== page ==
Those raised in a Christian tradition know that Christmas comes on the same date every year, but Hanukkah is more of a moving target. It can happen anytime between late November and late December. In the Hebrew calendar, Hanukkah occurs on the 25th day of the month of Kislev. However, that Hebrew calendar is based on a lunisolar cycle so that instead of the same number of days in every year, a Hebrew year can have anywhere from 353 to 385 days. The holidays and months move accordingly. Confused, yet?
For Sarah, whose teaching schedule did not take the Hebrew calendar under consideration, Hanukkah celebrations changed from year to year. In her first year at Smoky Mountain, Hanukkah and Christmas vacation coincided, so she was able to visit her parents in New York. But in her second year, Hanukkah came during final exams and the deadline for submitting final grades. She would be staying in Birch Falls and celebrating with her boyfriend's family. One of her colleagues asked how she was going to manage the celebration of Hanukkah in the midst of grading chaos. She explained:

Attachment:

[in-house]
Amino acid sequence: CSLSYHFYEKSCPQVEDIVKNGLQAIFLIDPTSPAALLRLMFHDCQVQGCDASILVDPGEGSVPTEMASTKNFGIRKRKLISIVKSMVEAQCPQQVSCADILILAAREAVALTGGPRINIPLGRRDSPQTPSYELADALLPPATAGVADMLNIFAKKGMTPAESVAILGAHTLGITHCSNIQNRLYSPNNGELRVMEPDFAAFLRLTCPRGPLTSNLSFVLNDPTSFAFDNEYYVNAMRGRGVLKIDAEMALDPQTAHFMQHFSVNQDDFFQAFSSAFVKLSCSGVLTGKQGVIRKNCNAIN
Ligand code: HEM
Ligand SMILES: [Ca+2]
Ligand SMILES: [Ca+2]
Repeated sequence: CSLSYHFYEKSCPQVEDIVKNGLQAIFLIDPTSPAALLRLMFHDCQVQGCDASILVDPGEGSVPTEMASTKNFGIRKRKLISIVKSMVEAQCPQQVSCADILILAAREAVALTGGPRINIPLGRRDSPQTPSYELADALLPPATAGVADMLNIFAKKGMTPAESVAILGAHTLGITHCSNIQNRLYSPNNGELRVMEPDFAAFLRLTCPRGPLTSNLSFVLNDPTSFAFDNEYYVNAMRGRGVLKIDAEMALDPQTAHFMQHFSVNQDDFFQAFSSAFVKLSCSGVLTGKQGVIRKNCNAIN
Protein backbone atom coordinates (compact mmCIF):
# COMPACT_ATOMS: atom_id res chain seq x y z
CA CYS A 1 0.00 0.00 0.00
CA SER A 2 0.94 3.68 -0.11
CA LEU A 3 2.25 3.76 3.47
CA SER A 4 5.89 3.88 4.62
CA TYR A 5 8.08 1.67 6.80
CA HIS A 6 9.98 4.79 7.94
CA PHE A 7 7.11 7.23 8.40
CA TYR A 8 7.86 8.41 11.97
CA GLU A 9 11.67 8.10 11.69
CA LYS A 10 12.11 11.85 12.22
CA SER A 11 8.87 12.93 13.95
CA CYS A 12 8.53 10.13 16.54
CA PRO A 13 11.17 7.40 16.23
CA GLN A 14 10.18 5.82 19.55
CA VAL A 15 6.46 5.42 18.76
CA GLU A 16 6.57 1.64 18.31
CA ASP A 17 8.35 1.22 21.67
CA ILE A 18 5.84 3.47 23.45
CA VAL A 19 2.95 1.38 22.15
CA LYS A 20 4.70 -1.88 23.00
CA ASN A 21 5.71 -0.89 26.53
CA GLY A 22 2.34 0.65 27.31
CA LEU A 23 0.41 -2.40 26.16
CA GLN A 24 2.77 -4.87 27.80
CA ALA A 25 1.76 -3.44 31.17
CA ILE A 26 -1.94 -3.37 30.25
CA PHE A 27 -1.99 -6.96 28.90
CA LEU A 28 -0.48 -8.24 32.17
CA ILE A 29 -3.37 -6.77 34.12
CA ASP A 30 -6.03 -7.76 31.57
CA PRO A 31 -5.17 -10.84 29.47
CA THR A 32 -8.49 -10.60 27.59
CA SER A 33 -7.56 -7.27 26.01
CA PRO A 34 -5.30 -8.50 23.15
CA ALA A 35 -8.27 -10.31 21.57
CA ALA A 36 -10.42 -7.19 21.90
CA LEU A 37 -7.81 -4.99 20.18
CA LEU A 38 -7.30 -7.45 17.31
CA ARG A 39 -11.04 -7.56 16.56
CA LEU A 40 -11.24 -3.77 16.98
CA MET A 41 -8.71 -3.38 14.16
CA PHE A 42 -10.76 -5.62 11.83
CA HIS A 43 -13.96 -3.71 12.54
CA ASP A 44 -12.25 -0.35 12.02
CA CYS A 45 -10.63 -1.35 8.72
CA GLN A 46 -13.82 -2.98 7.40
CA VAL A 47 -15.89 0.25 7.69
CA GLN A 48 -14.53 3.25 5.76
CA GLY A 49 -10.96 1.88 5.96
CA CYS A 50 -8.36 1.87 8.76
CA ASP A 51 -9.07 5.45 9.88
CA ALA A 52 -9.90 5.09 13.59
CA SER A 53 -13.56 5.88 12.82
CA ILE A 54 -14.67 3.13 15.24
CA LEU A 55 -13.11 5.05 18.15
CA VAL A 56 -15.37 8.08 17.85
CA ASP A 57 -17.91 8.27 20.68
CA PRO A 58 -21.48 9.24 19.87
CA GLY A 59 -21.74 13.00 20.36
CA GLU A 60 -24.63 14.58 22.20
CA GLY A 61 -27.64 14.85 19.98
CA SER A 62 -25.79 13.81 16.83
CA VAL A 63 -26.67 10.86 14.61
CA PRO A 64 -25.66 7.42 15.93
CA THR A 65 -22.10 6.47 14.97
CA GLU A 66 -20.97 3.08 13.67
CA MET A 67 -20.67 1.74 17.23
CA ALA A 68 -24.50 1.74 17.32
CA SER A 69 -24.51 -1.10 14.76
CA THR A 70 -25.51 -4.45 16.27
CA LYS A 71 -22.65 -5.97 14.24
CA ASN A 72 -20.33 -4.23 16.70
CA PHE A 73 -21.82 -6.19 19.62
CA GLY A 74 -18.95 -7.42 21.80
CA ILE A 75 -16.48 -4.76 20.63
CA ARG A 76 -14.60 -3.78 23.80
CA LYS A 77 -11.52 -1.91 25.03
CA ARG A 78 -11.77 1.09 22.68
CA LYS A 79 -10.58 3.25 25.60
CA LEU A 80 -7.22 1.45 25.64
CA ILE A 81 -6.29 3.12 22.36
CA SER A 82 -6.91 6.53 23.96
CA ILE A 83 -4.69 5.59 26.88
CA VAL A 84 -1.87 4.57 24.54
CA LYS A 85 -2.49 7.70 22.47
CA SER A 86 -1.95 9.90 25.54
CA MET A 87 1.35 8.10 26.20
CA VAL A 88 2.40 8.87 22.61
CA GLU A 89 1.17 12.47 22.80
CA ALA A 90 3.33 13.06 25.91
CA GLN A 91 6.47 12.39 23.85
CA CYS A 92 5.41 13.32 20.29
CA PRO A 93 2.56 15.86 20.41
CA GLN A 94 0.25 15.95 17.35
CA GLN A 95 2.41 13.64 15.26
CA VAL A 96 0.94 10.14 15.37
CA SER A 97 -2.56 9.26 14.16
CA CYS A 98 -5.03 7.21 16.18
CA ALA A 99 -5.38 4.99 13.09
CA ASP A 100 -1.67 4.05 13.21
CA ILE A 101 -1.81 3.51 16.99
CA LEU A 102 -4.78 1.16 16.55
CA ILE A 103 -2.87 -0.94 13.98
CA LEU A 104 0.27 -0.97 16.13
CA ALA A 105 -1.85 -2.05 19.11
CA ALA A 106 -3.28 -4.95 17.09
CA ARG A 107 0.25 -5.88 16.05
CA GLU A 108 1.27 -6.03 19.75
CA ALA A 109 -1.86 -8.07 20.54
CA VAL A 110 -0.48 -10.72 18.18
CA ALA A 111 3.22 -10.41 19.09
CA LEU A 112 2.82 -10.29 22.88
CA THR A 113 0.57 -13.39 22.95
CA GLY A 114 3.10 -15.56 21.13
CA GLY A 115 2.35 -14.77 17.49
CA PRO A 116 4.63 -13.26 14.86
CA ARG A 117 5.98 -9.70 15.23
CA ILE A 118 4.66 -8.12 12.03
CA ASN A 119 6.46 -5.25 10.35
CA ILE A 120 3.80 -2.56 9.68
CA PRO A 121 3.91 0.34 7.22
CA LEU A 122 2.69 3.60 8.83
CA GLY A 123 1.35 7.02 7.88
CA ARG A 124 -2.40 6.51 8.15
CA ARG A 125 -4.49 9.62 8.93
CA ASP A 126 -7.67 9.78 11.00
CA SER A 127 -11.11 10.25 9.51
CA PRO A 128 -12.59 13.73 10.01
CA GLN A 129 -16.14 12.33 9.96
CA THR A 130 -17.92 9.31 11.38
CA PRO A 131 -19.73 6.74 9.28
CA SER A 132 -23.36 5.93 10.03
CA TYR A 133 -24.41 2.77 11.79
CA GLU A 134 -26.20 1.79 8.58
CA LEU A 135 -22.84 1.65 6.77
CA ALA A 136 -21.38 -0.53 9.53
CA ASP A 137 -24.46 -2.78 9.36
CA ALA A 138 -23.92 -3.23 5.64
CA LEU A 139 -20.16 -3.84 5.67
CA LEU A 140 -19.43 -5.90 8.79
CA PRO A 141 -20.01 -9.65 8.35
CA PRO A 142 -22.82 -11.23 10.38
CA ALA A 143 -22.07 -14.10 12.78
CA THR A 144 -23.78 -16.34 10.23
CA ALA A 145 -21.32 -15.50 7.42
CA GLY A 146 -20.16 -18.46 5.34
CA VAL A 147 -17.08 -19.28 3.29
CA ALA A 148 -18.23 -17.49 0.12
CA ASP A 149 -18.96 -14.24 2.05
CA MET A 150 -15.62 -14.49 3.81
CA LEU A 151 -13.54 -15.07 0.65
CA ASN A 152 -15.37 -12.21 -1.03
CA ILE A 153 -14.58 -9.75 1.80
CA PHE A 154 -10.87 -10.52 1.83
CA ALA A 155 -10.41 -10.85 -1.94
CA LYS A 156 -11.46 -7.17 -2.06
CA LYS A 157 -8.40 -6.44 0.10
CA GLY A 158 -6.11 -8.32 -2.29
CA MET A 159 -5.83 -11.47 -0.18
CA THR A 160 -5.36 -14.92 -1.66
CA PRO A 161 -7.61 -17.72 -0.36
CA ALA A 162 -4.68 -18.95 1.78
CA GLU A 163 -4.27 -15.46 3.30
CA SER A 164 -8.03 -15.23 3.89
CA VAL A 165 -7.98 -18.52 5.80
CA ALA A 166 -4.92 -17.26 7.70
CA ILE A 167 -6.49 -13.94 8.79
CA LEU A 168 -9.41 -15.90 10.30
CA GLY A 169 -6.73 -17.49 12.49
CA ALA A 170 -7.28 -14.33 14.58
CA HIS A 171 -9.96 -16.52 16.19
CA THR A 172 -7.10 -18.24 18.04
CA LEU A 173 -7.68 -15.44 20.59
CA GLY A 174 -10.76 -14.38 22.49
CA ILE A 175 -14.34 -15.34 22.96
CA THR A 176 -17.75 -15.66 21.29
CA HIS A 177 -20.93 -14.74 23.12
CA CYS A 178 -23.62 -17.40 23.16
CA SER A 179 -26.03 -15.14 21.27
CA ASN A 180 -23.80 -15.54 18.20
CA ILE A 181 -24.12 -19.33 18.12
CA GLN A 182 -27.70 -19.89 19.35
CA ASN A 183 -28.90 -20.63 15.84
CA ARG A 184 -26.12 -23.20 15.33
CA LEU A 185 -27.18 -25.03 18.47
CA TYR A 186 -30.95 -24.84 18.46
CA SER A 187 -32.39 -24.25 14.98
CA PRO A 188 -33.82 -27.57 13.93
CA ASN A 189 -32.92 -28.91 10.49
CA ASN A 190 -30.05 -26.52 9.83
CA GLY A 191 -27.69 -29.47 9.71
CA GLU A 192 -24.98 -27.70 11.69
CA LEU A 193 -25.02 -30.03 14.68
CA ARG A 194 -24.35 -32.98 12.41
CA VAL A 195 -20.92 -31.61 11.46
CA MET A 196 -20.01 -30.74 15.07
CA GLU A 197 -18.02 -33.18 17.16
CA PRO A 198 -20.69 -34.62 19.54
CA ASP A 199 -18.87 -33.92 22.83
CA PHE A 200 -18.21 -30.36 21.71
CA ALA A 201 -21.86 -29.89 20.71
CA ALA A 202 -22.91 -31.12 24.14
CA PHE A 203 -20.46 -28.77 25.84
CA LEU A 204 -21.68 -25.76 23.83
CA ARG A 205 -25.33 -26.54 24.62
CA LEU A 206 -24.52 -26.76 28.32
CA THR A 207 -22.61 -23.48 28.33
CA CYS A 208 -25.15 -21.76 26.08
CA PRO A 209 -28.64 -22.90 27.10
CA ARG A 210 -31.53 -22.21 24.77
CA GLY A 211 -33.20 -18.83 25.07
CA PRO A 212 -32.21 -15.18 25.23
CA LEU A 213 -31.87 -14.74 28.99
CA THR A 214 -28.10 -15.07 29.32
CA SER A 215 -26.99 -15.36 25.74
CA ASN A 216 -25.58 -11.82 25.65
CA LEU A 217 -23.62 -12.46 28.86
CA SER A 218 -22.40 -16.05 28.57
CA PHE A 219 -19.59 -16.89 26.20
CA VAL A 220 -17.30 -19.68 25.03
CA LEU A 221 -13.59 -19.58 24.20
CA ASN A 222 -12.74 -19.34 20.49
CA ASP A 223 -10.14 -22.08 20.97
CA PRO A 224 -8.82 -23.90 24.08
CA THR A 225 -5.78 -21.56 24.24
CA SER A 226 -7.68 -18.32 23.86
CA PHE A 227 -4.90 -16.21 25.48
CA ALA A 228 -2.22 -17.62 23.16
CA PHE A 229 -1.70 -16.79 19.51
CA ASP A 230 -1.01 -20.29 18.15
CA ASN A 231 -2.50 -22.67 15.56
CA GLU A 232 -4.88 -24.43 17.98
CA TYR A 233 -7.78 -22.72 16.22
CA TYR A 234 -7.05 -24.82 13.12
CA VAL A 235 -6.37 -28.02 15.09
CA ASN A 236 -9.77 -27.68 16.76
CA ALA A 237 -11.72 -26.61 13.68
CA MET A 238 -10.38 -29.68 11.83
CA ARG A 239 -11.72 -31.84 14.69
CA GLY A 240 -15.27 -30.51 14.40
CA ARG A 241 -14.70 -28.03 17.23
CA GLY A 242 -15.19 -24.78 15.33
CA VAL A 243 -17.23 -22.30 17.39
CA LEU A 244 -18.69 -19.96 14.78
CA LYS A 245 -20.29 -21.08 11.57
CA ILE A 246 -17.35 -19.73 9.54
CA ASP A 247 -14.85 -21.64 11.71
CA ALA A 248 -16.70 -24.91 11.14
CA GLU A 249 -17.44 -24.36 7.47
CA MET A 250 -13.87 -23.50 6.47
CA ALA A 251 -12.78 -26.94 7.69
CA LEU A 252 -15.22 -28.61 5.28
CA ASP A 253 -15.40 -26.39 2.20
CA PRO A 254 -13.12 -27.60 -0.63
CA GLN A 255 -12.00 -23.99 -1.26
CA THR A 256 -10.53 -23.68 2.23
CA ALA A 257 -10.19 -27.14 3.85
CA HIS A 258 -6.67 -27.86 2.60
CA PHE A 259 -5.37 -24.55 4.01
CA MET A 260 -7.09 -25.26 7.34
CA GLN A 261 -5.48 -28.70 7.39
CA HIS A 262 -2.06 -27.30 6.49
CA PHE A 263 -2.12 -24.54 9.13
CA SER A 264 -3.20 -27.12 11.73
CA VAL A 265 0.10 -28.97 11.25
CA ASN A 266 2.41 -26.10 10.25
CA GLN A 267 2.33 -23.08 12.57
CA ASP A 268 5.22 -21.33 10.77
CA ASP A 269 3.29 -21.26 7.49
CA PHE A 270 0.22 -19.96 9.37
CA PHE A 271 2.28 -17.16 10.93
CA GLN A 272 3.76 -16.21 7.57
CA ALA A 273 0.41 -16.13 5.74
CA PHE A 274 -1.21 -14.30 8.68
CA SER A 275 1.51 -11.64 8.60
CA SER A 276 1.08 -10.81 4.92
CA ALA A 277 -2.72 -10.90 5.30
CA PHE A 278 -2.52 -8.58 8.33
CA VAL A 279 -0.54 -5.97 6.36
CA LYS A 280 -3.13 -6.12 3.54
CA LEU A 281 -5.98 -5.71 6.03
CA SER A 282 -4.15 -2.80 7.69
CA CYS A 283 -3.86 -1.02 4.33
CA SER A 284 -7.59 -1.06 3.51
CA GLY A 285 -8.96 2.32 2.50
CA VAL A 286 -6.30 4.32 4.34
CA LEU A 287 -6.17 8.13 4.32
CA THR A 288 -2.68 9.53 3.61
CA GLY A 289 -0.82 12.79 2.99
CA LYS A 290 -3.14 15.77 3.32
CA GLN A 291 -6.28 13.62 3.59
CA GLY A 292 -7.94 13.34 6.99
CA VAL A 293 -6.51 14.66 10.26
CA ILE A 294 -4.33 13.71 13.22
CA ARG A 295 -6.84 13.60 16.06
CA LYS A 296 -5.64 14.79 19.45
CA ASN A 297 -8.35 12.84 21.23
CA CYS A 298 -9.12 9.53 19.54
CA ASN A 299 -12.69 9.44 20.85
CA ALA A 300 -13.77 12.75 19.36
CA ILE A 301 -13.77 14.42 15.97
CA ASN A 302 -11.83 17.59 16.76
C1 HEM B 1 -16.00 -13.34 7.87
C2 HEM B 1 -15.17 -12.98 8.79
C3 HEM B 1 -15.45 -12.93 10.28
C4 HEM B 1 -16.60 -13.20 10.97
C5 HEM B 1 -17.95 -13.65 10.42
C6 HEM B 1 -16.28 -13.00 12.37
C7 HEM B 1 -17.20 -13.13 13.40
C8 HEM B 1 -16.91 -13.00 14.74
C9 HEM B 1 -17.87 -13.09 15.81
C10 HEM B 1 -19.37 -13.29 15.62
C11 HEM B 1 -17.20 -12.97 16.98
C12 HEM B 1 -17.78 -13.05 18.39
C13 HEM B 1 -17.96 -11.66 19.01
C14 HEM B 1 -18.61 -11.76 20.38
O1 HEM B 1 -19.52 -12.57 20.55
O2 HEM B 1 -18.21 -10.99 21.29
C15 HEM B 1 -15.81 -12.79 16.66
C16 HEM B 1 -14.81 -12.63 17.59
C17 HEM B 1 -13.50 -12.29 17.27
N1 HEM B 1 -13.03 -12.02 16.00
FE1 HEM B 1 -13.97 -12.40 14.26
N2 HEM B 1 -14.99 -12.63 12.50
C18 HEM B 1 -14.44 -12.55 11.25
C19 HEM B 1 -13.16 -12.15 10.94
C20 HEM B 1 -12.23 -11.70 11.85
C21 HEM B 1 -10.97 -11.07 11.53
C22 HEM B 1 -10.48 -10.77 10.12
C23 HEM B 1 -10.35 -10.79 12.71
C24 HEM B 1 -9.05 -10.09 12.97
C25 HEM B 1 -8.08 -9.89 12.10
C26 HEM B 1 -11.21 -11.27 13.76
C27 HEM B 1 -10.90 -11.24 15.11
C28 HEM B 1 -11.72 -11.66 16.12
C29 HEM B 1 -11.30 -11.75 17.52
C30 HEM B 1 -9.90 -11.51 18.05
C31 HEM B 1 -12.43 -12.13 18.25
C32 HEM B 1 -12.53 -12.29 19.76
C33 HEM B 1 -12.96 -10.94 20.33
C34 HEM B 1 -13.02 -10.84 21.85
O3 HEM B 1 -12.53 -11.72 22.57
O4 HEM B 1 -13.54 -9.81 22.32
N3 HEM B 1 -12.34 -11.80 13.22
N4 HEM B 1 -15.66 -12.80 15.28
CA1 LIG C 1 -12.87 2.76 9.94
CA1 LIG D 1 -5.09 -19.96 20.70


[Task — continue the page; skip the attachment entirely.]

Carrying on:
“The religious requirements come every day at sundown, when we light one more candle on our menorah, read the story of the miracle of the oil, and recite the ritual prayers. That only takes about half an hour, but then everyone gathers for a festive dinner each night. The children receive small token gifts, and much visiting goes on from house to house. My days will be my own, but unless I stay home to light my solitary menorah, the evenings will be hectic.” "What Marks Your Path?", p. 173.